Sculpture: Deerfield Bell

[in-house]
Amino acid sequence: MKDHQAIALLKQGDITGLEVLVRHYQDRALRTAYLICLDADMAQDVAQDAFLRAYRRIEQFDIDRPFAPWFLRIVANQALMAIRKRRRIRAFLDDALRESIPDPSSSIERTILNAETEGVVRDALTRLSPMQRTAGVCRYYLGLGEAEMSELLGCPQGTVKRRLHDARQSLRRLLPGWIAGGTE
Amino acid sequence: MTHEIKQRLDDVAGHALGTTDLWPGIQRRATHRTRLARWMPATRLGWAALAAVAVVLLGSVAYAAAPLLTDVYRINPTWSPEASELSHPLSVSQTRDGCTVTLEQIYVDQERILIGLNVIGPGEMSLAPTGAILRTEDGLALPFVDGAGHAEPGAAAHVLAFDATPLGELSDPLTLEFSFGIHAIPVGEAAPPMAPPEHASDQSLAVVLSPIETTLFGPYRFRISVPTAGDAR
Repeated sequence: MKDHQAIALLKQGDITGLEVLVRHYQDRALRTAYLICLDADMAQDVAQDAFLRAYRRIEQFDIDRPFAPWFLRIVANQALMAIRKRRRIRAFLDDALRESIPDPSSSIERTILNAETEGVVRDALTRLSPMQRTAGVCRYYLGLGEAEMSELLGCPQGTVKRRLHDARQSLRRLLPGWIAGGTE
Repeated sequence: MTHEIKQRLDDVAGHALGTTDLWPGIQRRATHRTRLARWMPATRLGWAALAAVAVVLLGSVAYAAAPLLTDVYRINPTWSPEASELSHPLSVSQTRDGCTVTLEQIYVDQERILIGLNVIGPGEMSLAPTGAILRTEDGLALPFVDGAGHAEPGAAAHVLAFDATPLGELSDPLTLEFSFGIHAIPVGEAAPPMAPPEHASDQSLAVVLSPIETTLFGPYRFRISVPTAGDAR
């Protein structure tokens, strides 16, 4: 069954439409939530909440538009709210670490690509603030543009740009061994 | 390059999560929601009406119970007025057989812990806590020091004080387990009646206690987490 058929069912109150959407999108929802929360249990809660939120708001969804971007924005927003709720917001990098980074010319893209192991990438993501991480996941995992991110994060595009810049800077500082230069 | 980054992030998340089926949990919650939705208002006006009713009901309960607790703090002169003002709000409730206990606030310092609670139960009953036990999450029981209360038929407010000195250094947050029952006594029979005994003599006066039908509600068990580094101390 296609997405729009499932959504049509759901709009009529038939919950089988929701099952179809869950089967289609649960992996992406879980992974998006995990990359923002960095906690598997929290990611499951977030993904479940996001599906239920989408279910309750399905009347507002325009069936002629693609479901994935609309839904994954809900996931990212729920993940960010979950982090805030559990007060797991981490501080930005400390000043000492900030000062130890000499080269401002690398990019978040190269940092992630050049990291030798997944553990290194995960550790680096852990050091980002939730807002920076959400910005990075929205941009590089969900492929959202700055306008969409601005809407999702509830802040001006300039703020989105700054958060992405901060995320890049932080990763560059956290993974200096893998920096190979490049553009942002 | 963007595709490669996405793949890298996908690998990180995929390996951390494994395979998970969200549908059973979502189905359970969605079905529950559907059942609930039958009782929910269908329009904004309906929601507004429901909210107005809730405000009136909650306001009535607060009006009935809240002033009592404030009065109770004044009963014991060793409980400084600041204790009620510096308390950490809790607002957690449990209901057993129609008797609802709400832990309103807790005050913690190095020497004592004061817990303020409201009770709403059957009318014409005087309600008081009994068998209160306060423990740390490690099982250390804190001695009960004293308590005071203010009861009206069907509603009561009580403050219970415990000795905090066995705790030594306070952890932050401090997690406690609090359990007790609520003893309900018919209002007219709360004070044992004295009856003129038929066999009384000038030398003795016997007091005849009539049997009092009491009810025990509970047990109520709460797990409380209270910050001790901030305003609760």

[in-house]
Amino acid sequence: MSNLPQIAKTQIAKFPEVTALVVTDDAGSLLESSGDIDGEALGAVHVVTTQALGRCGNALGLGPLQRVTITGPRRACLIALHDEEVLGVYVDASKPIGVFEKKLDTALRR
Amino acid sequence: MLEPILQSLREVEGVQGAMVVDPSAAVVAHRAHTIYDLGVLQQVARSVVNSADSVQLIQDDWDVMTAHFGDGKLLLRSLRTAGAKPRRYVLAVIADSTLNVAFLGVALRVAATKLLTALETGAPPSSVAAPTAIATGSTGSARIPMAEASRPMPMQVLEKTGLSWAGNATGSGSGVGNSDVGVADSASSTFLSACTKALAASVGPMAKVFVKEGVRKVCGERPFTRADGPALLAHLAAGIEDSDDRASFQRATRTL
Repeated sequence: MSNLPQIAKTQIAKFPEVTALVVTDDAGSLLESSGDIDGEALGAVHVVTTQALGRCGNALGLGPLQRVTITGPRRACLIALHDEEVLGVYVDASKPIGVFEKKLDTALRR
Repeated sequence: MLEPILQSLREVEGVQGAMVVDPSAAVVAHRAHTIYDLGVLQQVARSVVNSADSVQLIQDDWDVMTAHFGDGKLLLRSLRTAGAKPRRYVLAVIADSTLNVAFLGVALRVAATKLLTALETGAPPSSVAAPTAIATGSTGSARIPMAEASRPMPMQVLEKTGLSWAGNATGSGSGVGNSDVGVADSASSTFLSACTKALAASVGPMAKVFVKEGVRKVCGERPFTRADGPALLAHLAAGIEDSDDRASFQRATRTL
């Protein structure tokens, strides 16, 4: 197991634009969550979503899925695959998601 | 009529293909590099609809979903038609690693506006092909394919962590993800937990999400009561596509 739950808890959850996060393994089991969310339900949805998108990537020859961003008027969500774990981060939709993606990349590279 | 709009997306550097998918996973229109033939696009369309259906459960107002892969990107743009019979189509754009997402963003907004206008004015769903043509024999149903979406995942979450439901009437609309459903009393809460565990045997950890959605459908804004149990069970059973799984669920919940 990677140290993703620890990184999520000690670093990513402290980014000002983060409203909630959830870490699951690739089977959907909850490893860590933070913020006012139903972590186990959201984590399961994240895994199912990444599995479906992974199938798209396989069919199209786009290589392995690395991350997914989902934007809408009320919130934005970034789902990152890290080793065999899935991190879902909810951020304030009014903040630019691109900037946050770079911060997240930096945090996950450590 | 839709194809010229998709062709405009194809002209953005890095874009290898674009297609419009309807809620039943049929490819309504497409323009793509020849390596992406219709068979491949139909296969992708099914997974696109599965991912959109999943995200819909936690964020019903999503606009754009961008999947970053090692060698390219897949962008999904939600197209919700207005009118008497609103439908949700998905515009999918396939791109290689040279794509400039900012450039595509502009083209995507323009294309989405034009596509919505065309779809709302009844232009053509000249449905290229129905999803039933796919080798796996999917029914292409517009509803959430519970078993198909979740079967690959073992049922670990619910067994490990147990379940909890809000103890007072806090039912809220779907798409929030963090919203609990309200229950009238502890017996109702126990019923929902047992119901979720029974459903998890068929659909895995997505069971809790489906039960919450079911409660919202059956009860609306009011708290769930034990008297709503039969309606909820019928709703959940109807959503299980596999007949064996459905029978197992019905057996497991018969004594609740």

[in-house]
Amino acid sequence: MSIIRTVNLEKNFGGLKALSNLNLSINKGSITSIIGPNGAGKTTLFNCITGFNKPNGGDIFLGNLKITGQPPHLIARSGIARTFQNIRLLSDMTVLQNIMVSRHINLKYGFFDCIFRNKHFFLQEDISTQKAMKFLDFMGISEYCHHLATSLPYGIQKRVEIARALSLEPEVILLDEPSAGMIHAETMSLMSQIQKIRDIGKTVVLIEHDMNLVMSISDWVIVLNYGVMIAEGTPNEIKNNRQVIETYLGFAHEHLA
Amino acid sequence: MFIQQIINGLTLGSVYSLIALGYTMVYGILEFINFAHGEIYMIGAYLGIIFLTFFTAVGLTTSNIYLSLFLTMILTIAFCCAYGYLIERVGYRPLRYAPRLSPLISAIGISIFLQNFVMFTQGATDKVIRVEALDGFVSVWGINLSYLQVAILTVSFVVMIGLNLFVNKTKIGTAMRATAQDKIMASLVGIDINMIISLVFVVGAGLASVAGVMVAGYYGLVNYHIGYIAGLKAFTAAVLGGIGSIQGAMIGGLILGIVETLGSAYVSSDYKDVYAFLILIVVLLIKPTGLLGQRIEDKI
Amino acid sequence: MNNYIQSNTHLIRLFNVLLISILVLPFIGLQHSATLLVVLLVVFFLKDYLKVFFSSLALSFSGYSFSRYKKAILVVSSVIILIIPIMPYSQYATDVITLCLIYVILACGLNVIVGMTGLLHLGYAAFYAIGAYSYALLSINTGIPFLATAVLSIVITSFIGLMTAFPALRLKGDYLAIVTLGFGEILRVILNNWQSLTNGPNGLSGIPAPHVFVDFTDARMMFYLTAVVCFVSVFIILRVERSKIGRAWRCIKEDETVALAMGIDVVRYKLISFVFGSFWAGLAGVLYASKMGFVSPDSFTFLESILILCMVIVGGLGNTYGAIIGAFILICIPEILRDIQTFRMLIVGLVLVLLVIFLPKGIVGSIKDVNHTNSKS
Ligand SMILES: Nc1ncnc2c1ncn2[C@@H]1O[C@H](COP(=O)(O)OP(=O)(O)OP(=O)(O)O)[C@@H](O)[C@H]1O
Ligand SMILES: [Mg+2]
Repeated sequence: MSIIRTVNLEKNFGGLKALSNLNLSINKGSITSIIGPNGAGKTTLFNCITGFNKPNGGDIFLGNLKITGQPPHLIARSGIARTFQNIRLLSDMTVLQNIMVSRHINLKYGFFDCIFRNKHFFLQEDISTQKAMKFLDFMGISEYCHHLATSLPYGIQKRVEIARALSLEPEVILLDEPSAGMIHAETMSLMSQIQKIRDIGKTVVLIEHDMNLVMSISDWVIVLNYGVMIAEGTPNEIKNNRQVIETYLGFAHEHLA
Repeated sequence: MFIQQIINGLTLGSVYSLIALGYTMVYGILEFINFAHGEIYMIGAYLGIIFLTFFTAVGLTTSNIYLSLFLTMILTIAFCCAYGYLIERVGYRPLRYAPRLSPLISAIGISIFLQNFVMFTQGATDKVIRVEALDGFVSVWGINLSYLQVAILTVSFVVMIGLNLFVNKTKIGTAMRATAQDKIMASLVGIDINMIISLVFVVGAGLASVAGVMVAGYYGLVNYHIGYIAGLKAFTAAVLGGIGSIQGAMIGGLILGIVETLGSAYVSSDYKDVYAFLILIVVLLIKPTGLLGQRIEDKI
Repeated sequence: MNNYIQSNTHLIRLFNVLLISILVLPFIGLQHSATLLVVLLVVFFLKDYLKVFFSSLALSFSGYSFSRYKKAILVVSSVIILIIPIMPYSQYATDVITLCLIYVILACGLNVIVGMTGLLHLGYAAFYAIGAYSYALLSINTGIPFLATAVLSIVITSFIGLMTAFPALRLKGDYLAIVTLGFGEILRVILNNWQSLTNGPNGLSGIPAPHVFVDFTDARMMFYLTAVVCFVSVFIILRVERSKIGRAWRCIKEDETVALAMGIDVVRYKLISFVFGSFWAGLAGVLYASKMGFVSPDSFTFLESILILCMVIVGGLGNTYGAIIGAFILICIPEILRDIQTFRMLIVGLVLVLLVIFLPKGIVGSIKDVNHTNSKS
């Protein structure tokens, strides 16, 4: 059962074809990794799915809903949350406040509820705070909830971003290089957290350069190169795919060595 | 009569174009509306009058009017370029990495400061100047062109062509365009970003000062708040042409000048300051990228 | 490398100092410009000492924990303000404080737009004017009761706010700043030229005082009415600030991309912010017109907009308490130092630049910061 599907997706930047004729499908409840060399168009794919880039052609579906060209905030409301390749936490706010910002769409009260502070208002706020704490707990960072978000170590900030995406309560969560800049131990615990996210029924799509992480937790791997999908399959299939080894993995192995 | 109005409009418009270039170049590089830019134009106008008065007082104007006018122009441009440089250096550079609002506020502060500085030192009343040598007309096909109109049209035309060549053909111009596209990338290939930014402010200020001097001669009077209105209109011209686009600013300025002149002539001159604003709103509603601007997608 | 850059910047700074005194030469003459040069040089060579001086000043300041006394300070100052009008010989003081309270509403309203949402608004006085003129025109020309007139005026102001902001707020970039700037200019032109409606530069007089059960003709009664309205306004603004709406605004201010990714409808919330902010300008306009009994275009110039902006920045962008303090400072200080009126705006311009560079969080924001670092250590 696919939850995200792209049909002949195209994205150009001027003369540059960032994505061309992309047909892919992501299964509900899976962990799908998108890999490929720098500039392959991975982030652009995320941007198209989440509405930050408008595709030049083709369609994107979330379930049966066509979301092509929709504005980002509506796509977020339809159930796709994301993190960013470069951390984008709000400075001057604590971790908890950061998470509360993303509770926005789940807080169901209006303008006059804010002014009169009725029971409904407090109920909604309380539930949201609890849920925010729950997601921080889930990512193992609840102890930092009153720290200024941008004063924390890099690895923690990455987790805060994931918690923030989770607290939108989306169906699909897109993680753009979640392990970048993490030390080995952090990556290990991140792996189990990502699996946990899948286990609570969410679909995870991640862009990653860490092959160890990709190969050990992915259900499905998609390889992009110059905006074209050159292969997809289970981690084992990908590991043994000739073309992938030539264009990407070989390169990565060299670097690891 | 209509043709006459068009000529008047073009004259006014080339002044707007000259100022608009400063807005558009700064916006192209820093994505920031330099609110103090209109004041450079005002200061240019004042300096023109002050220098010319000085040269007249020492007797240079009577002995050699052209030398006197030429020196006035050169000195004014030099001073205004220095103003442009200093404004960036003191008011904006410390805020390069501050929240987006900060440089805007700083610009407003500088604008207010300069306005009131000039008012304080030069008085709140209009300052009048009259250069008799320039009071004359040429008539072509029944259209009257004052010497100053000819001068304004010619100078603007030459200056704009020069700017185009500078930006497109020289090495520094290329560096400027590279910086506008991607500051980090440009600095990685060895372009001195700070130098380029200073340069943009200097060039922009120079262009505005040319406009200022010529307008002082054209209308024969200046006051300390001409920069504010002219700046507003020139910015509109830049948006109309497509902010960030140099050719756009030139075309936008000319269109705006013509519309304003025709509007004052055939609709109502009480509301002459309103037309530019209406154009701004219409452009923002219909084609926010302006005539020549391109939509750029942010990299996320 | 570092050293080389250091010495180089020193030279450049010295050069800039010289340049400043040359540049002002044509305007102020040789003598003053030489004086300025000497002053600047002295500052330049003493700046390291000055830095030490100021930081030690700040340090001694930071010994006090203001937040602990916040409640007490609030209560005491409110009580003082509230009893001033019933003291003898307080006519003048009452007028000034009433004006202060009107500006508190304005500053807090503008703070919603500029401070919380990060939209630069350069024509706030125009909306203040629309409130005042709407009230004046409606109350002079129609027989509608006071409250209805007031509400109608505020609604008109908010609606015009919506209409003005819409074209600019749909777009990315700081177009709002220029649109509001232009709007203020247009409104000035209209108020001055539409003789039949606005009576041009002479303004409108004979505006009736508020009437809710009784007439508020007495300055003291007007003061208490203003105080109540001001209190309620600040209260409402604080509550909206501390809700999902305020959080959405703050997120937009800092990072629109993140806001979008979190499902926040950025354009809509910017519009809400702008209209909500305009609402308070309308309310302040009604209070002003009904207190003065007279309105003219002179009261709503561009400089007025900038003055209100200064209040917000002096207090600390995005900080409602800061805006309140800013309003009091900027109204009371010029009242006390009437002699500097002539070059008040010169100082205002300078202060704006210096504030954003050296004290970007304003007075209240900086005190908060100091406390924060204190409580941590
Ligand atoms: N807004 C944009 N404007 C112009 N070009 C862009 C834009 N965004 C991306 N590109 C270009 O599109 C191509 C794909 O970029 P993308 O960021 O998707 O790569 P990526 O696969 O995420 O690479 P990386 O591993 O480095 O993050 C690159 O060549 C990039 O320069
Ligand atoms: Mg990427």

In commemoration of the 300th anniversary of the 1704 raid on Deerfield, Massachusetts, contemporary Kanienkehaka artist Steve McComber (Silver Bear) was commissioned to carve a sculpture symbolizing Kanienkehaka (Mohawk) identity and the connections between Kahnawake and Deerfield. McComber was intent on having the sculpture depict the adventure of the story. According to Kanienkehaka tradition, a bell intended for the mission at Kahnawake was intercepted by English privateers from a French ship. The bell was said to have been purchased at an auction and taken to Deerfield. The Kanienkehaka of Kahnawake, symbolized by a warrior, participated in the 1704 attack, in part, to retrieve their bell. The Old Indian House door survived to symbolize the attack in Deerfield. Surrounding it are seven girls, representing the Deerfield captives who eventually settled in Kahnawake and became Kanienkehaka: Mercy Carter, Mary Field, Abigail French, Mary Harris, Rebecca Kellogg, Joanna Kellogg and Eunice Williams. An eagle, symbolizing peace, tops the sculpture. Silver Bear lives in Kahnawake and is a member of the Bear clan. He began carving in wood at age nine, and started carving in stone when he was in his twenties. He is the recipient of the 1985 Canada Council for the Arts B Grant, and has been a juror for the National Aboriginal Achievement Foundation. Silver Bear is also Director of the Thunderhawk Dancers, a Kanienkehaka dance troupe.